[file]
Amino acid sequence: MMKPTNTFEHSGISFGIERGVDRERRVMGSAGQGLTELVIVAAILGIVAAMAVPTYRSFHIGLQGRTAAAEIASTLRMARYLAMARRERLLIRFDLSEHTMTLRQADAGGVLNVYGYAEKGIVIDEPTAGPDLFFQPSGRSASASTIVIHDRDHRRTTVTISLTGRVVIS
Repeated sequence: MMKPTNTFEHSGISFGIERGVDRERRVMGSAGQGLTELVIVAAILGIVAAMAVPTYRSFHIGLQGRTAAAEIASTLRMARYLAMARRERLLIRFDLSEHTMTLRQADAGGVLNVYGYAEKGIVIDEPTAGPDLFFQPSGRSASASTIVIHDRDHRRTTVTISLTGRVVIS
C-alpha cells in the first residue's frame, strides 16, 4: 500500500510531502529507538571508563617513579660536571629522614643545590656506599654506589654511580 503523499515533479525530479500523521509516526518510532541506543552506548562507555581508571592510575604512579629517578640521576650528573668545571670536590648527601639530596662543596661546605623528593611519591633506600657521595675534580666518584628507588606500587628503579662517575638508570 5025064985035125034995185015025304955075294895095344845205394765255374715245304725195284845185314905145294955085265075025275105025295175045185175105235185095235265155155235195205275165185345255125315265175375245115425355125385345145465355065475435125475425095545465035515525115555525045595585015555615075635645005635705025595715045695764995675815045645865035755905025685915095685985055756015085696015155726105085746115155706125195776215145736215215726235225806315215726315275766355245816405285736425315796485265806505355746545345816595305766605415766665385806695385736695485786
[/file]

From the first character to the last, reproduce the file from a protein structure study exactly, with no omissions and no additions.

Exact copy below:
Amino acid sequence: MMKPTNTFEHSGISFGIERGVDRERRVMGSAGQGLTELVIVAAILGIVAAMAVPTYRSFHIGLQGRTAAAEIASTLRMARYLAMARRERLLIRFDLSEHTMTLRQADAGGVLNVYGYAEKGIVIDEPTAGPDLFFQPSGRSASASTIVIHDRDHRRTTVTISLTGRVVIS
Repeated sequence: MMKPTNTFEHSGISFGIERGVDRERRVMGSAGQGLTELVIVAAILGIVAAMAVPTYRSFHIGLQGRTAAAEIASTLRMARYLAMARRERLLIRFDLSEHTMTLRQADAGGVLNVYGYAEKGIVIDEPTAGPDLFFQPSGRSASASTIVIHDRDHRRTTVTISLTGRVVIS
C-alpha cells in the first residue's frame, strides 16, 4: 500500500510531502529507538571508563617513579660536571629522614643545590656506599654506589654511580 503523499515533479525530479500523521509516526518510532541506543552506548562507555581508571592510575604512579629517578640521576650528573668545571670536590648527601639530596662543596661546605623528593611519591633506600657521595675534580666518584628507588606500587628503579662517575638508570 5025064985035125034995185015025304955075294895095344845205394765255374715245304725195284845185314905145294955085265075025275105025295175045185175105235185095235265155155235195205275165185345255125315265175375245115425355125385345145465355065475435125475425095545465035515525115555525045595585015555615075635645005635705025595715045695764995675815045645865035755905025685915095685985055756015085696015155726105085746115155706125195776215145736215215726235225806315215726315275766355245816405285736425315796485265806505355746545345816595305766605415766665385806695385736695485786